St. Henry II was born in 972, the son of Duke Henry of Bavaria and Princess Gisela of Burgundy. As a child, Henry received education and spiritual guidance from Bishop Wolfgang of Regensberg, who was later canonized. 

Henry was an intelligent and devout student, and for a while, he considered the priesthood. Wolfgang’s lessons left a lasting impression on Henry, but he ultimately took those virtues to political life. A year after Wolfgang’s death, in 995, Henry took on his father’s position as duke of Bavaria. The Church supported Henry when he ascended to the throne as King of Germany in 1002. 

As king, Henry encouraged the German bishops to reform the practices of the Church in accordance with canon law. He is said to have brought a peaceful end to a revolt in his territory, which he ended by pardoning the rebels. 

In 1014, Henry traveled to Rome, where Pope Benedict VIII formally crowned him as head of the Holy Roman Empire. The emperor confirmed Benedict’s authority over the city of Rome, proving his loyalty. On his way back to Germany, Henry made a pilgrimage, stopping at various monasteries along his way.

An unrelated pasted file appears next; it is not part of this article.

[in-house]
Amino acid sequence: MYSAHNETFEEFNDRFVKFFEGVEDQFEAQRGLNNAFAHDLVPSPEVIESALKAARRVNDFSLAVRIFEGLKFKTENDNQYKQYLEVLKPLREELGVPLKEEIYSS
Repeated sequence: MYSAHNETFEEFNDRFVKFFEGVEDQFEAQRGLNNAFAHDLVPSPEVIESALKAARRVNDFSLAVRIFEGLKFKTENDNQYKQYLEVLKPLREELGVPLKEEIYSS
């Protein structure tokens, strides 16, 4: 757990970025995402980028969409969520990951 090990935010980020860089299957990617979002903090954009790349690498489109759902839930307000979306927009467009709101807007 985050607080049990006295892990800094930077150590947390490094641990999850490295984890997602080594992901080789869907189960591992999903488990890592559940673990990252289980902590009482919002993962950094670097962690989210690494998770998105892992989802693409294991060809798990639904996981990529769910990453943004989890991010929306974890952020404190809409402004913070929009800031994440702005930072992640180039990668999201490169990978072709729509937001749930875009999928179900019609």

Henry was a great patron of churches and monasteries, donating so much of his wealth to them that his relatives complained, calling him irresponsible. But Henry was far from irresponsible, successfully governing the Western Empire through wars and peace. He also made great contributions to the poor. 

Henry married Cunigunde of Luxembourg, who was also canonized after her death. They had no children; according to some accounts, the two had taken vows of chastity and never consummated their marriage. 

In the last years of his life, Henry suffered from serious illness, including an ailment that left him crippled. He relied heavily on prayer during those trials, and considered resigning as emperor to become a monk. 

After many years of illness, Henry died in July 1024. He was canonized in 1146 by Pope Eugene III.